Buy-to-let investors have been battered by bad news over the past year which will have prompted many to consider what to do next.
The stamp duty hike that arrived with a bang at the start of April caught plenty of eyes, but it is the forthcoming cut to mortgage interest tax relief that will hurt many existing investors a lot more. The stamp duty is a one off hit the tax rise will hit every single year.
No longer will Buy to Let landlords be able to offset all their mortgage interest against their rental income and only pay tax on the profit in-between. Instead, the relief will be whittled away and replaced with a 20% tax credit against mortgage interest. For the large number of buy-to-let investors who pay 40% or 45% tax this will represent a sizeable hit.
Those punished the most will be landlords who took greatest advantage of borrowed money so increasing leverage to maximise capital growth.
Mortgage broker London and Country gives the example of a landlord taking in rent of £1,250 a month, with mortgage payments of £900. All else being equal, as a 40% taxpayer they will see their tax bill rocket from £1,680 this year to £3,840 after 2020.
This takes post-tax profit down from £2,520 a year to £360 a year. That is an extreme example: the mortgage payments are high compared to the rent received, but it highlights how hard these changes could hit.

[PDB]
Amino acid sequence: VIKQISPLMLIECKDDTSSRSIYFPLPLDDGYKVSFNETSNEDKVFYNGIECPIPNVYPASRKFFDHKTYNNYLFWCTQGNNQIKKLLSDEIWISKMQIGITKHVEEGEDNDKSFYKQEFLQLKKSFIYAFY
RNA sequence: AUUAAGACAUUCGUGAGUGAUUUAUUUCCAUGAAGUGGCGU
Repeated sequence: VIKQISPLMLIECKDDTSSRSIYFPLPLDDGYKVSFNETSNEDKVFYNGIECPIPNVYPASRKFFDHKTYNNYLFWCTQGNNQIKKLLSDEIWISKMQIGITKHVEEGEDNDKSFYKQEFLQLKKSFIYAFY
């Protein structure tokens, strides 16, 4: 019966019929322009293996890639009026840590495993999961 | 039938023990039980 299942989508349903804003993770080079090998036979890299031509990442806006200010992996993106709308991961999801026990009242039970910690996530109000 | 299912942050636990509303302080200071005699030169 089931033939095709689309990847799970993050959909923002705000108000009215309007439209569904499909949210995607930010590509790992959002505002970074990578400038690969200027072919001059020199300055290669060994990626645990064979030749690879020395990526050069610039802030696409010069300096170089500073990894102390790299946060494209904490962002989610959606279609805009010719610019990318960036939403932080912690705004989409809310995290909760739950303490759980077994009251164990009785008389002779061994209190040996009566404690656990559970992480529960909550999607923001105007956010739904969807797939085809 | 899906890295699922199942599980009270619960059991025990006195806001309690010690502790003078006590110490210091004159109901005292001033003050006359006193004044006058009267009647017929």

I imagine many landlords are still unaware of how their profits could be eaten, but between now and 2020 there is plenty of time for them to find out about it. The question will then be whether the effort and cost of being a landlord is worth it for the return they get.
As long as house prices keep rising they will have capital gains building up, but those who have made huge sums in profit from those rising values over the years will wonder whether it is worth cashing in. ]
It has been suggested this could prompt a wave of sales, but the problem for buy-to-let investors who do cash in or those that want to continue to invest in UK residential property, but at a better return, is what to do with the money instead that will make a better return?
Many will look at the choice as simply property or cash, they won’t even consider investing it for an easy and relatively steady but low return from shares and bonds instead.
However, there is now a new way to invest in UK residential property without any hassle of being a landlord, which is simple straightforward and provides good rates of return.
JEIPs offer Joint Equity investment Bonds that offer either fixed returns or appreciating interest rates with attractive terminal bonuses either at a fixed annual rate or linked to Halifax Property Index. All Bonds are saleable so you are not locked in until maturity.